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Signs of Old Age in Parrots

17 Common Signs of Old Age in Parrots

Last Updated on January 28, 2024 by Carrie Stephens

Many parrot species age slowly. However, they won’t look and behave the same throughout their lives. There will be physical and behavioral signs that a parrot is getting older or dying of old age.

Signs of old age in parrots include reduced feather quality, overgrown claws, skin imperfections, inappetence, weight loss, less energy, poor posture, muscle wastage, irritability, and lethargy.

Aging and elderly parrots are likelier to develop degenerative health conditions like heart disease, arthritis, and kidney failure. As parrots grow older, they need more regular health check-ups.

The average lifespan of parrots is species-specific. Smaller birds, like budgerigars, live for an average of 7-15 years, while larger species, like cockatoos, can live for 60-80 years.

Signs of Aging in Parrots

Here are the most common signs that a parrot is getting old:


Aging parrots sometimes get cataracts, often in their left and right eyes. Age-related cataracts include nuclear sclerotic, cortical, and posterior subcapsular cataracts.

Parrots with cataracts develop grey or opaque white lenses and show signs of squinting or redness. Some parrots go blind if the cataracts are left untreated, while others recover following treatment.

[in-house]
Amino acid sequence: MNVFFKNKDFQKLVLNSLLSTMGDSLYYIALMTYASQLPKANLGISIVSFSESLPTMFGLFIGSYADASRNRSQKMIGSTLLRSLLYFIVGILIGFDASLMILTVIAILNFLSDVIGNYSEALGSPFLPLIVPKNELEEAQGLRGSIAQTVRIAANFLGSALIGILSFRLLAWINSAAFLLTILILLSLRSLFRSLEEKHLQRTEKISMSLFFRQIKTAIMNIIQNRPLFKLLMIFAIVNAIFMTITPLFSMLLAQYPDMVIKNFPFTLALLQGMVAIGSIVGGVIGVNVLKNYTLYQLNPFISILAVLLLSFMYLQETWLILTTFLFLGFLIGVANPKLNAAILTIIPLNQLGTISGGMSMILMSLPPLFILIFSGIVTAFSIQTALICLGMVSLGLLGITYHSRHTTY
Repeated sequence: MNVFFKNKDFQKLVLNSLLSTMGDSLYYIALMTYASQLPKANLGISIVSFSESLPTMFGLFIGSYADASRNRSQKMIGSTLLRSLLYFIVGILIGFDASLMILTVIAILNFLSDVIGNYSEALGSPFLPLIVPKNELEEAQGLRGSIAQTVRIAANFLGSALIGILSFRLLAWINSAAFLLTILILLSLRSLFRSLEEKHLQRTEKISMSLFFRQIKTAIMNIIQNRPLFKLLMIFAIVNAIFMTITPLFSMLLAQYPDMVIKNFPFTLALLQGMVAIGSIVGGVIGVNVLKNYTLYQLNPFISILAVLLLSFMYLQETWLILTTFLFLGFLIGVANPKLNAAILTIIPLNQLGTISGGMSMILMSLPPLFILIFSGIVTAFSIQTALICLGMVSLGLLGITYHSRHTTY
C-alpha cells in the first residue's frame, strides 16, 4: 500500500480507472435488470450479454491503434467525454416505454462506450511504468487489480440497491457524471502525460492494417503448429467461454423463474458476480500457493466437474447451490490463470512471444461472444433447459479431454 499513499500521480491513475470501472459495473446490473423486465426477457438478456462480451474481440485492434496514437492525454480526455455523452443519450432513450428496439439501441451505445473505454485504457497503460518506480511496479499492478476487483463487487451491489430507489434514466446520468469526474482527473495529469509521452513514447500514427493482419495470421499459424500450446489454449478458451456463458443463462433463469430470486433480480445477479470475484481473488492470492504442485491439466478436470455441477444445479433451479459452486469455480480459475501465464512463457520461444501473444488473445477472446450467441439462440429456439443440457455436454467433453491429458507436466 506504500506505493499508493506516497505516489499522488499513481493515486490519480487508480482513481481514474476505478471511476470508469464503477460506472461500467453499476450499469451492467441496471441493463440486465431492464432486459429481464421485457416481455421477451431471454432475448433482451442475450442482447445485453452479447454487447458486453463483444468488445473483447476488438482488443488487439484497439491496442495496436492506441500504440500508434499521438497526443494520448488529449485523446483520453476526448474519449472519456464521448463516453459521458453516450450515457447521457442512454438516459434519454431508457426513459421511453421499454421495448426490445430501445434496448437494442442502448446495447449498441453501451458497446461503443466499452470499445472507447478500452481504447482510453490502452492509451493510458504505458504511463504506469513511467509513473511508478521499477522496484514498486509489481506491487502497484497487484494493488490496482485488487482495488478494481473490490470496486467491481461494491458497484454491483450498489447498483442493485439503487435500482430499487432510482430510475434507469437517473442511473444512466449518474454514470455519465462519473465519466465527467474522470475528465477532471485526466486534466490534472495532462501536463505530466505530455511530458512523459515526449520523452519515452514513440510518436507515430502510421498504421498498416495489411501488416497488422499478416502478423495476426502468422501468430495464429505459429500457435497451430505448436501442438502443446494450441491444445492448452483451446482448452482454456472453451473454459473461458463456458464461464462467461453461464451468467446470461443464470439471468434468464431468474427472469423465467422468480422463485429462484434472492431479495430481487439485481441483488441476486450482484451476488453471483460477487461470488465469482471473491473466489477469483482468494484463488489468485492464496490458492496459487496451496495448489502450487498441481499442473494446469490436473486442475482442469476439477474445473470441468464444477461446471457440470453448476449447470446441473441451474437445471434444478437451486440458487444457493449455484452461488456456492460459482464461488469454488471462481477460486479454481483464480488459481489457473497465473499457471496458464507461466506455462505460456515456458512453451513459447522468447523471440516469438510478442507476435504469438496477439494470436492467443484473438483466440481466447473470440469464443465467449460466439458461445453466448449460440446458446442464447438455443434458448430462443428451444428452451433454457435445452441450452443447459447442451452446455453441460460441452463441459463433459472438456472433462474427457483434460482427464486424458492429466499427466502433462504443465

In all cases, parrots experience reduced visual acuity. Alongside aging, cataracts are caused by:

  • Nutritional problems (lack of vitamins C and E and carotenoids).
  • Trauma and injury.
  • Metabolic diseases, like diabetes.
  • Inflammatory problems.
  • Infections.
  • Genetics.

Surgery may be too dangerous for older and unhealthy parrots. Most veterinary ophthalmologists recommend leaving cataracts untreated if the parrot’s life isn’t heavily compromised.

how do parrots age?

Changing Eye Color

While cataracts cause specific eye color changes, most modifications are due to old age.

Degenerative eye disorders are common in aging parrots, with some experiencing a loss of tone in the eyelids and a lightening of the iris. The eyes usually go from black or brown to red or yellow.

This isn’t a concern in most cases unless the eye looks red and sore, which is a sign of infection.

Droopy Eyelids

Parrot eyelids droop with age, which is gravity taking its toll.

There’s no problem if the eyes don’t appear red and inflamed or the parrot doesn’t rub them with its wings because they’re overly itchy.

Most drooping eyelids aren’t that noticeable initially. That said, if you look closely, you’ll observe that some of the eye is more exposed than it was previously.

Dull Feathers

Senior parrots have less energy and are disinclined to care for their feathers.

Their feathers become less vibrant and lifeless. They may develop stress bars, which appear as a series of horizontal lines crisscrossing the feathers, suggesting something is amiss in their environment.